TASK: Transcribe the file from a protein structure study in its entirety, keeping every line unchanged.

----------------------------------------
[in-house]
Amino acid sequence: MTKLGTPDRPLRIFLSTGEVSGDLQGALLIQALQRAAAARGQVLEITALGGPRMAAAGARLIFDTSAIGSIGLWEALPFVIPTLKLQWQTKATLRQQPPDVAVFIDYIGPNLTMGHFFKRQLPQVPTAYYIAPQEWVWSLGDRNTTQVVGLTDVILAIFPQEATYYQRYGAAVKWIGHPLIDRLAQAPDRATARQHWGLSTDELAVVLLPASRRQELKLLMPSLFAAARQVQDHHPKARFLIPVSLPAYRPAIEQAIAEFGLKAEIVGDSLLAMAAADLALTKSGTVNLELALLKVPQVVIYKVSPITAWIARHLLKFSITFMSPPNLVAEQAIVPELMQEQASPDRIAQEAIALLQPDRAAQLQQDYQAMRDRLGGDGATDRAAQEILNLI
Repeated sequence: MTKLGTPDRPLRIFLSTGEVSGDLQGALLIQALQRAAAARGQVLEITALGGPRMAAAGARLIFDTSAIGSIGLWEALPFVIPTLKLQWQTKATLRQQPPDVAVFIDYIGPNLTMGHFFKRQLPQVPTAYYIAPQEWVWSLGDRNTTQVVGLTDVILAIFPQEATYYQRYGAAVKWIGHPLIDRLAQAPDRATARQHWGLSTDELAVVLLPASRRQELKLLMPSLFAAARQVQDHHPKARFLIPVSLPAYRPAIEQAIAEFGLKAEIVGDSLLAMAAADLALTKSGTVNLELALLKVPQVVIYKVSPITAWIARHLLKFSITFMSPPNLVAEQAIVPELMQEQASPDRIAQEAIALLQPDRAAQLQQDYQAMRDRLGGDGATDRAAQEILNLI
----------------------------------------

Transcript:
[in-house]
Amino acid sequence: MTKLGTPDRPLRIFLSTGEVSGDLQGALLIQALQRAAAARGQVLEITALGGPRMAAAGARLIFDTSAIGSIGLWEALPFVIPTLKLQWQTKATLRQQPPDVAVFIDYIGPNLTMGHFFKRQLPQVPTAYYIAPQEWVWSLGDRNTTQVVGLTDVILAIFPQEATYYQRYGAAVKWIGHPLIDRLAQAPDRATARQHWGLSTDELAVVLLPASRRQELKLLMPSLFAAARQVQDHHPKARFLIPVSLPAYRPAIEQAIAEFGLKAEIVGDSLLAMAAADLALTKSGTVNLELALLKVPQVVIYKVSPITAWIARHLLKFSITFMSPPNLVAEQAIVPELMQEQASPDRIAQEAIALLQPDRAAQLQQDYQAMRDRLGGDGATDRAAQEILNLI
Repeated sequence: MTKLGTPDRPLRIFLSTGEVSGDLQGALLIQALQRAAAARGQVLEITALGGPRMAAAGARLIFDTSAIGSIGLWEALPFVIPTLKLQWQTKATLRQQPPDVAVFIDYIGPNLTMGHFFKRQLPQVPTAYYIAPQEWVWSLGDRNTTQVVGLTDVILAIFPQEATYYQRYGAAVKWIGHPLIDRLAQAPDRATARQHWGLSTDELAVVLLPASRRQELKLLMPSLFAAARQVQDHHPKARFLIPVSLPAYRPAIEQAIAEFGLKAEIVGDSLLAMAAADLALTKSGTVNLELALLKVPQVVIYKVSPITAWIARHLLKFSITFMSPPNLVAEQAIVPELMQEQASPDRIAQEAIALLQPDRAAQLQQDYQAMRDRLGGDGATDRAAQEILNLI